Bertrand Russell quote about life from Mysticism and Logic and Other Essays - The life of Man is a long march through the night, surrounded by invisible foes, tortured by weariness and pain, towards a goal that few can hope to reach, and where none may tarry long.
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The life of Man is a long march through the night, surrounded by invisible foes, tortured by weariness and pain, towards a goal that few can hope to reach, and where none may tarry long.
 Bertrand Russell, Mysticism and Logic and Other Essays (1910). copy citation

Context

“And this liberation is effected by a contemplation of Fate; for Fate itself is subdued by the [56]mind which leaves nothing to be purged by the purifying fire of Time.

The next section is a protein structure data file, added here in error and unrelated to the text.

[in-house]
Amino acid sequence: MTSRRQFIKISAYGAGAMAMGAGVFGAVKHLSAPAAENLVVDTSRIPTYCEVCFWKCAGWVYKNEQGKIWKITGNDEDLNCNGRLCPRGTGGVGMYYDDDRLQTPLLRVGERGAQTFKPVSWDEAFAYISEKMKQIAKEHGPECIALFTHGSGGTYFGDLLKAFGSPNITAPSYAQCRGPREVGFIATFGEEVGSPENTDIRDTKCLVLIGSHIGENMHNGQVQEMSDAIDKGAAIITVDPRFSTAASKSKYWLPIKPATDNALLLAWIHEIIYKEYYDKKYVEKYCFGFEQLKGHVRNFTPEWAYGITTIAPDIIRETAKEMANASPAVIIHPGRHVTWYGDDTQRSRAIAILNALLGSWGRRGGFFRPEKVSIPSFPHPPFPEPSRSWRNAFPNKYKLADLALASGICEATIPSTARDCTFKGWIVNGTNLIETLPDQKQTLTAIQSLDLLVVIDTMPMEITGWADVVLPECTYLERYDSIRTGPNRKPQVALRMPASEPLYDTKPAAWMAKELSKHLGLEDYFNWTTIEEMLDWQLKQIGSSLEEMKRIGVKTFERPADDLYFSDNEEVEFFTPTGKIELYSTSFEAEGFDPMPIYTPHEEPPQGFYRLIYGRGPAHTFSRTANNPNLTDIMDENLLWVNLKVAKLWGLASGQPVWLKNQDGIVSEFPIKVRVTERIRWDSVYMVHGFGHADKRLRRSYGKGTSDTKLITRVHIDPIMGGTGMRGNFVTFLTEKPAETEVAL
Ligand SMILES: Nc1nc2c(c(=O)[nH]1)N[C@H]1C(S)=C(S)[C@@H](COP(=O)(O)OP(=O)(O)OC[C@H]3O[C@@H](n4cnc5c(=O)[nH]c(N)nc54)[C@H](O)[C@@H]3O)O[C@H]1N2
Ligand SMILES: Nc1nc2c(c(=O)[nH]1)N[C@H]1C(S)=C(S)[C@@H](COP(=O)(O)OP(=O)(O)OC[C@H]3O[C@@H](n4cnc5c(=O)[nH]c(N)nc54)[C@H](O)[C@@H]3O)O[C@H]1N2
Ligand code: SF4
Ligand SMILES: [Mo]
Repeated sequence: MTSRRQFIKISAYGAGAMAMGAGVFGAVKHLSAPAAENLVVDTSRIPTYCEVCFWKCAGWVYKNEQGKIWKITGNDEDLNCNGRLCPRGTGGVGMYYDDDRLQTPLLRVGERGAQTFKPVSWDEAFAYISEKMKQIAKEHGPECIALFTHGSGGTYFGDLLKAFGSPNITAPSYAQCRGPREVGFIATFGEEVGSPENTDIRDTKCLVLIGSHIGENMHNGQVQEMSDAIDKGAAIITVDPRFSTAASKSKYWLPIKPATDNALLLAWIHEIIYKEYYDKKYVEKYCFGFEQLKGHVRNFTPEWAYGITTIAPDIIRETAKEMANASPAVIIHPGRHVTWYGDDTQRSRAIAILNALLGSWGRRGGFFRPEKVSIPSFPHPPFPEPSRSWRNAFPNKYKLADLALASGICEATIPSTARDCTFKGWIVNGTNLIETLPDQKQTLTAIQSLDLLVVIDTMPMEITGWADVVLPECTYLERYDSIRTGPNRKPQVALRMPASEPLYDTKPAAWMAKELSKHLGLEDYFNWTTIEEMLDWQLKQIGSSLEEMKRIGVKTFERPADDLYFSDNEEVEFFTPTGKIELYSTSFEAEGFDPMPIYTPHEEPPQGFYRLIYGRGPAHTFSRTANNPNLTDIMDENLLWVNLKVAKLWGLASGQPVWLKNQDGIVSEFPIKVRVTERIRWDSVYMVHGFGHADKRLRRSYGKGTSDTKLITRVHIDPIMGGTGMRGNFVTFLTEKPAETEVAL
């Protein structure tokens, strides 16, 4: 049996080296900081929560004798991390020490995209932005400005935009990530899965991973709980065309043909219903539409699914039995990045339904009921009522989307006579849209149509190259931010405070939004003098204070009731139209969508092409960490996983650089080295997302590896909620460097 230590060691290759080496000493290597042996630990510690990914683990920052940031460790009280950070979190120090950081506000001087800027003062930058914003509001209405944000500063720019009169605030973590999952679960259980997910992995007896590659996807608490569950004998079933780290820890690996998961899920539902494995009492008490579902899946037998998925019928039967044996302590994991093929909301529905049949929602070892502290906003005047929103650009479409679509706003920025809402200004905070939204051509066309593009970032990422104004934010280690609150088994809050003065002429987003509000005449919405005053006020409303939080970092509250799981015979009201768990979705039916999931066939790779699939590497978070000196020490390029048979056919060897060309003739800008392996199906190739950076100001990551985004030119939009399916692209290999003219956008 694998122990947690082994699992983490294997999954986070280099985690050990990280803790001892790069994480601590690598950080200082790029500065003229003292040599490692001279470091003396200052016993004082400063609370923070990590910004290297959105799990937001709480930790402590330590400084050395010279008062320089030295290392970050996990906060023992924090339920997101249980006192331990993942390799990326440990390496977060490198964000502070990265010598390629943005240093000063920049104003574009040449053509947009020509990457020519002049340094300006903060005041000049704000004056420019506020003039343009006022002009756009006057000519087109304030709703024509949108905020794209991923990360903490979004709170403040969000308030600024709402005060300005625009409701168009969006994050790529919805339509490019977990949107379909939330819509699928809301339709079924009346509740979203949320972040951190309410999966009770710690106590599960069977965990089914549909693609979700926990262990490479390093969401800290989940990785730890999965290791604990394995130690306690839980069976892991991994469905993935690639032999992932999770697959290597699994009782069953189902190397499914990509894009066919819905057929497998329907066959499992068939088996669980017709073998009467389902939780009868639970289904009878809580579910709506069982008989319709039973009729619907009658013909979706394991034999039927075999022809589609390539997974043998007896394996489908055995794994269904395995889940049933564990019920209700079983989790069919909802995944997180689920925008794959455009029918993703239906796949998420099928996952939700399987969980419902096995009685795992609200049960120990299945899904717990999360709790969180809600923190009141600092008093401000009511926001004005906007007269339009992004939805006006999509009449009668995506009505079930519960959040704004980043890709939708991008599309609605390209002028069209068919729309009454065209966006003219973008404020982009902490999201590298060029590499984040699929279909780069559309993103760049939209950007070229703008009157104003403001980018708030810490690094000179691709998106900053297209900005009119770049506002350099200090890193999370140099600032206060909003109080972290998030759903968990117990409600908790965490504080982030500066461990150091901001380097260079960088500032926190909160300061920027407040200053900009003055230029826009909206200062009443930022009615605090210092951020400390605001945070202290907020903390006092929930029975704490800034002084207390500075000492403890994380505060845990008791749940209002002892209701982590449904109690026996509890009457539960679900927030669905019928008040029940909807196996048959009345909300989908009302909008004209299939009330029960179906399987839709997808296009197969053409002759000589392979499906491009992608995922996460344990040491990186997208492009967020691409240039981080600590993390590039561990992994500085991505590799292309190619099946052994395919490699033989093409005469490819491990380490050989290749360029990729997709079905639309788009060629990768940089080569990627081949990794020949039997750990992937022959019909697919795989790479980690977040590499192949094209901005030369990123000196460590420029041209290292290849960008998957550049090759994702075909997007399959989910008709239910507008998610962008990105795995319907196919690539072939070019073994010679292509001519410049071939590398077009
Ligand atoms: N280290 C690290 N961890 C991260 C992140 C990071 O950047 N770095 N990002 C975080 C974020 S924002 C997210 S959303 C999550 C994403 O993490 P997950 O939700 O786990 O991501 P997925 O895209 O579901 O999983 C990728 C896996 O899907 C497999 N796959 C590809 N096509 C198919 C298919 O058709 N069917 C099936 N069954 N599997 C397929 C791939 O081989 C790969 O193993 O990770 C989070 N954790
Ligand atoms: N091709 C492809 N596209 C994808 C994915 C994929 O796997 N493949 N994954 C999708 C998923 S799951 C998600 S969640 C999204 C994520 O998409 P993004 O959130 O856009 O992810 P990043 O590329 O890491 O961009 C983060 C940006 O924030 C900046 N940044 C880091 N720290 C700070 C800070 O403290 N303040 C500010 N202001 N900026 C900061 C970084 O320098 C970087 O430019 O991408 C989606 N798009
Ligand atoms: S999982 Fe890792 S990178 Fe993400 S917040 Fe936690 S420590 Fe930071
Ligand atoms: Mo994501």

United with his fellow-men by the strongest of all ties, the tie of a common doom, the free man finds that a new vision is with him always, shedding over every daily task the light of love. The life of Man is a long march through the night, surrounded by invisible foes, tortured by weariness and pain, towards a goal that few can hope to reach, and where none may tarry long. One by one, as they march, our comrades vanish from our sight, seized by the silent orders of omnipotent Death. Very brief is the time in which we can help them, in which their happiness or misery is decided.” source

Meaning and analysis

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